Carlos Leyva

Silicon Stories

Chapter 1: Dirty Little Secret

The Lawyer?s Desktop

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The idea was to provide an integrated package at a price that was suitable for the small to medium sized law firm. It would provide time and billing, case management, and calendaring modules. There were individual products on the market that met some of these needs, but not an integrated solution. We both had significant experience working with data models, so we were confident that we could reverse engineer a coherent model based on existing products. At least on this score, we were quite successful. With respect to almost everything else, it became painfully clear that our ambitions far exceeded our ability to execute the project.

I made a significant number of strategic business and technology blunders that ultimately provided me with a world-class education, but at a very steep price. I will share the story with you, even though, a decade later, I still cringe at the emotional and economic toll it took on me, and on my family.

Failure and Wisdom

Our achievements speak for themselves. What we have to keep track of are our failures, discouragements, and doubts. We tend to forget the past difficulties, the many false starts, and the painful groping. We see our past achievements as the end result of a clean forward thrust, and our present difficulties as signs of decline and decay.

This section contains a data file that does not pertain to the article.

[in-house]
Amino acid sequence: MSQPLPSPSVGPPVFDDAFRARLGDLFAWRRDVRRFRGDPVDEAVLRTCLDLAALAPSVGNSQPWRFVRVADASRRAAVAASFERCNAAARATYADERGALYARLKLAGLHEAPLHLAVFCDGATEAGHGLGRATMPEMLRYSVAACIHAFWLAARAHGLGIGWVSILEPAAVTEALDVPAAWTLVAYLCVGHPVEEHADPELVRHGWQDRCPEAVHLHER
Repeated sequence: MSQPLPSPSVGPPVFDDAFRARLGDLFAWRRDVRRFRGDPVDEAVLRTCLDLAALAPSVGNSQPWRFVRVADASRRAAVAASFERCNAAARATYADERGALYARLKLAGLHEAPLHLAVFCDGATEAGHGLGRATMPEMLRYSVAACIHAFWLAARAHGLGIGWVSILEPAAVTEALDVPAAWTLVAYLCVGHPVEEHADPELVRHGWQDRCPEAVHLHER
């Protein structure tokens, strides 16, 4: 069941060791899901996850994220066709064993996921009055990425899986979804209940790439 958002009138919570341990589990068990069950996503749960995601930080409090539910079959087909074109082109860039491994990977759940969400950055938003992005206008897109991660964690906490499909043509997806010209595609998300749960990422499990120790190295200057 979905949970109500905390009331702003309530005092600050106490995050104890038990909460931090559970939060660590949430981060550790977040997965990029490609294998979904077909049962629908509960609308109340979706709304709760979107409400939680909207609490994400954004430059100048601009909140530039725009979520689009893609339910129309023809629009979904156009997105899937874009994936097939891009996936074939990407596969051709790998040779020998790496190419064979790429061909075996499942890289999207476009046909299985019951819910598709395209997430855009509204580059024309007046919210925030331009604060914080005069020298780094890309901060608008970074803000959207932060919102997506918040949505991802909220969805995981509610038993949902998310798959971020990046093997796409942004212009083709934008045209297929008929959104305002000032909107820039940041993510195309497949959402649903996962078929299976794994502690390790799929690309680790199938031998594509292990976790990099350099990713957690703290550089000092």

—Eric Hoffer

I certainly have learned far more from my failures than from whatever limited success I have attained. The lessons learned from bringing The Lawyer’s DeskTop to market were many. One of the most important lessons I learned, all too well, was the reality of risk. You cannot begin to understand risk until you put your own money on the table. The risk is commensurate with how bad it will hurt you to lose it.

Risk is that knot in your stomach that entrepreneurs learn to live with, but never get accustomed to. When all was said and done, I estimated that this education cost me about $150K USD. While this might not seem like a big number by dot-com standards, when it comes out of your own wallet, it hurts (bad). Obviously, all business ventures include a certain amount of risk, but software ventures are riskier than most. I will use my personal experience as an example for the kinds of things that can go wrong.

When I started The Lawyer’s DeskTop, I thought I had all the tools that I would ever need:

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